A group of CAFOD campaigners from around the UK visited Downing Street a year ahead of the next general election, with demands from over 60,000 CAFOD supporters asking David Cameron to take action to end world hunger.
The group, which included Molly-Kate McCaffrey, Elizabeth Biggins and Angela Powell from Sheffield Hallam, Rita Belletty from Portsmouth and Stephen Bone from Westminster, hand delivered the requests to Number 10 on Wednesday 7 May, in an event that marked the end of the aid agency’s latest hunger campaign Hungry for change. Throughout the campaign, CAFOD has been calling for more targeted aid for small-scale farmers and greater checks on the power of global food companies.
CAFOD campaigner Rita Belletty from Portsmouth diocese said: “To be here today with over 60,000 calls for action on world hunger is amazing. Throughout CAFOD’s campaign I organised many card signings in my parish because this is an issue that matters deeply to me and thousands of others like me. Together we’ve called out for justice in solidarity with our brothers and sisters around the world who go to bed hungry every night and by joining together, we are so much more powerful. I know there’s still more to do in tackling hunger, but seeing the changes we’ve helped bring about so far is truly inspiring.”
Hungry for change saw some great results. During the campaign, CAFOD become a founding member of the Enough Food for Everyone… IF coalition, joining with 200 other organisations to urge David Cameron to use last year’s G8 summit to create positive, long-lasting changes to the failing global food system. Thousands of Catholic campaigners attended the Big IF rally in Hyde Park in June, encouraging rich country leaders who met nearby to secure £2.7 billion to tackle malnutrition between now and 2020.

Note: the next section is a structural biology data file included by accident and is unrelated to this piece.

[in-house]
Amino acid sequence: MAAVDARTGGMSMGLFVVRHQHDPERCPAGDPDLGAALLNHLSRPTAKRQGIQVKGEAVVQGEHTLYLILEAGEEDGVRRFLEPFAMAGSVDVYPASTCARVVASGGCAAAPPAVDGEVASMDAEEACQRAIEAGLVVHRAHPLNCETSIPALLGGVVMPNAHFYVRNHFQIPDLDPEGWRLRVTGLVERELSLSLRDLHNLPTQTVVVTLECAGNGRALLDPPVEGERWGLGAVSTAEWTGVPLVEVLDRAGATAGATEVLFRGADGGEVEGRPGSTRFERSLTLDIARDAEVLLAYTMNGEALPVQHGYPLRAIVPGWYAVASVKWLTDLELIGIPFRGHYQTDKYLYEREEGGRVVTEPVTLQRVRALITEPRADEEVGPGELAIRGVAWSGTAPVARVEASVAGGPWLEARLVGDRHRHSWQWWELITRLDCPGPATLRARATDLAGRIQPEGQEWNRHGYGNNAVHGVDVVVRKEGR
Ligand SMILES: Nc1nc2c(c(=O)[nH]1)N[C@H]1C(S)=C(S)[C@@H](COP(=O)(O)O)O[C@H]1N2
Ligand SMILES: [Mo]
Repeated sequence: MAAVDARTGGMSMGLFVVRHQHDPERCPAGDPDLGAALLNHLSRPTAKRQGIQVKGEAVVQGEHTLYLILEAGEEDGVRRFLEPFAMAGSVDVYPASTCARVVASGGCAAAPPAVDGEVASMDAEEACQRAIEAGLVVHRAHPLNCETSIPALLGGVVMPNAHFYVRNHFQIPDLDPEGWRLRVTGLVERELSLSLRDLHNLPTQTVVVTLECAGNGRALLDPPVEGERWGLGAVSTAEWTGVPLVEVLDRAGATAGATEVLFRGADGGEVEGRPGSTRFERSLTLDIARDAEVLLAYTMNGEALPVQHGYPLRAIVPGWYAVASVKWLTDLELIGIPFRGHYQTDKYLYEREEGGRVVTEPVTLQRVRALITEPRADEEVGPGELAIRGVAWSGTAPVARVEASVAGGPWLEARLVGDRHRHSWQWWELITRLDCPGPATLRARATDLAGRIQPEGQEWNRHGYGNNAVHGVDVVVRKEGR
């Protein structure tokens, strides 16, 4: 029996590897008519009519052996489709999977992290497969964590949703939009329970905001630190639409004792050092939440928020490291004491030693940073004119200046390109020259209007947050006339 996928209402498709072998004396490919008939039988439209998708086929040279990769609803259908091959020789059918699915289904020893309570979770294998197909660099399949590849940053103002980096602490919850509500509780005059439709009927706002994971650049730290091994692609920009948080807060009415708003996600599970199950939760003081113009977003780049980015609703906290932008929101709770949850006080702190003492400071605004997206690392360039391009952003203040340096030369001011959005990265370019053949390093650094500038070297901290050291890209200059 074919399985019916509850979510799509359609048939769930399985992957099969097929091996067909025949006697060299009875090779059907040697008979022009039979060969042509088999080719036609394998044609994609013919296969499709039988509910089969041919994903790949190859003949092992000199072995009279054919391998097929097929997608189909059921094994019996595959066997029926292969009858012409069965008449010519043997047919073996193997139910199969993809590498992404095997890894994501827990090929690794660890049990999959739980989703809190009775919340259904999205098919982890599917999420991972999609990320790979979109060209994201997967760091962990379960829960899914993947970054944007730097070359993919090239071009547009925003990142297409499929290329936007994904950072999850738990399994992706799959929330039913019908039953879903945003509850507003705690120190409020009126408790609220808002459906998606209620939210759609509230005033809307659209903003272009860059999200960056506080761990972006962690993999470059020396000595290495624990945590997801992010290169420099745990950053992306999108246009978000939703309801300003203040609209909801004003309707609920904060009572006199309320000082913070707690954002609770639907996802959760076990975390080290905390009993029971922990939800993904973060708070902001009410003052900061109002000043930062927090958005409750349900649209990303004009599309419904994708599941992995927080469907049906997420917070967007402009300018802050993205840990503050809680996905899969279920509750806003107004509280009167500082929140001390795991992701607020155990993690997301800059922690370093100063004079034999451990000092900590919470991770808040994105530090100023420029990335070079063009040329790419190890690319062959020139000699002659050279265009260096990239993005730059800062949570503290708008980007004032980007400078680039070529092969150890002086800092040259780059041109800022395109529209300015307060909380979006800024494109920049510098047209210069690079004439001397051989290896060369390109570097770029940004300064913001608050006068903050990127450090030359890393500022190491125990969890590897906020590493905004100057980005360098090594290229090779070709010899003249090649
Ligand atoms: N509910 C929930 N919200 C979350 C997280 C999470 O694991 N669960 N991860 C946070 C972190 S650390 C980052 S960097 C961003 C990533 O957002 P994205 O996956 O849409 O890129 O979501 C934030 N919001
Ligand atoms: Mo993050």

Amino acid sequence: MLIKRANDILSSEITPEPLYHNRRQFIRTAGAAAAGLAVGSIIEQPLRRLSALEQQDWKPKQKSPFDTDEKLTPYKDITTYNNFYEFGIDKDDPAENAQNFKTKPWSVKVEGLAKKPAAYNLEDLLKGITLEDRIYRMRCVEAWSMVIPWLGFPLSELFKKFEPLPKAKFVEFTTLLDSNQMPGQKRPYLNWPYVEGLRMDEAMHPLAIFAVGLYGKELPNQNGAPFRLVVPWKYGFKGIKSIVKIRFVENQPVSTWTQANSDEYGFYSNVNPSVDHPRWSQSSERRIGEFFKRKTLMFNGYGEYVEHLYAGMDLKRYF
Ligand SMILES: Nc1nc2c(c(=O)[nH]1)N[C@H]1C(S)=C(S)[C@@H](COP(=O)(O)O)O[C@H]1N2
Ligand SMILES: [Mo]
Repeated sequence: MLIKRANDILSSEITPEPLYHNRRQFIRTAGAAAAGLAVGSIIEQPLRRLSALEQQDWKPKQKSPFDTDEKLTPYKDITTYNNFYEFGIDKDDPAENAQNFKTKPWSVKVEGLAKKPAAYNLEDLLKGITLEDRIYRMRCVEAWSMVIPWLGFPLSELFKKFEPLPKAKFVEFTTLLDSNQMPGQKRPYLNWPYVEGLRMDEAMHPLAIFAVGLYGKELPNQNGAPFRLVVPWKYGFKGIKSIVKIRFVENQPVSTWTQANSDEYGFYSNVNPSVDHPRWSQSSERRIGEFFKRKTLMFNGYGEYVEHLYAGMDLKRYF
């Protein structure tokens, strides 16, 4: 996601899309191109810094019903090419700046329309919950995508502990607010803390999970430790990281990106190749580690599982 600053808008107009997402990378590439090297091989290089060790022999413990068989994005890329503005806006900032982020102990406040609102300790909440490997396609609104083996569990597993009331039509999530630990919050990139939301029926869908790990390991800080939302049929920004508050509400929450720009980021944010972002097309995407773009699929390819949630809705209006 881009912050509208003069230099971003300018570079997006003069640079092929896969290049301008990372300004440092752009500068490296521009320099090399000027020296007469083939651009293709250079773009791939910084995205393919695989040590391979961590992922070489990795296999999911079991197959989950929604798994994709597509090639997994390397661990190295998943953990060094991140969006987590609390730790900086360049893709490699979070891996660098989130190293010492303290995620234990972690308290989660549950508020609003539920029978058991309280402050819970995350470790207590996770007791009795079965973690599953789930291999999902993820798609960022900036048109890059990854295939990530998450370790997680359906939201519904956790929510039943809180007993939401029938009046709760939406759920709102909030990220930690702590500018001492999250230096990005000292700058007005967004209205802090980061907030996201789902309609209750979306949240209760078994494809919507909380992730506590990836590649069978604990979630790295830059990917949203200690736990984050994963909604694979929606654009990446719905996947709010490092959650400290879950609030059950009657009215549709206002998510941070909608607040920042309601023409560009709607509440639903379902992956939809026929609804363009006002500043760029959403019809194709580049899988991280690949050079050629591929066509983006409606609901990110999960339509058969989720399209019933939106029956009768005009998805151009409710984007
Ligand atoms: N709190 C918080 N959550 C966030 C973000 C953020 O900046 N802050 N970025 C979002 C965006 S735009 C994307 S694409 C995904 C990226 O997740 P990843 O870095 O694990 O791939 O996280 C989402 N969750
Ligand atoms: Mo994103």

In addition, last year saw the UK become the first G8 nation to commit to spending 0.7 per cent of national income on international development aid – an announcement that had been 43 years in the making. Archbishop Desmond Tutu paid tribute to CAFOD campaigners for their “tireless work” and “steadfast refusal to accept the status quo” on this issue.
Hungry for change – which had been calling for greater transparency around global food companies, including their supply chains – also saw a hard won reform of EU law agreed earlier this year, which will require large publicly-listed companies in all EU countries to publish information on significant risks to and impacts on the environment and human rights, as well as measures they take to tackle corruption.
CAFOD’s Head of Campaigns, Sophie Dodgeon, said: “Our Hungry for change campaign has drawn to a close, but this is not the end of our work to try and end world hunger. The important progress made so far to tackle the food crisis is being threatened by the impacts of climate change. So tackling this issue is now our top priority.
“The support of the Catholic community throughout Hungry for change has been vital to its success. We hope that as many people as possible will unite with us again as we launch our new campaign in September to call for decisive action on climate change. The vulnerable people we work with around the world tell us that unless we tackle climate change, its impacts have the potential to undo all the other great work that has been done to tackle poverty and alleviate hunger. But we simply cannot take on this challenge without our supporters’ help.”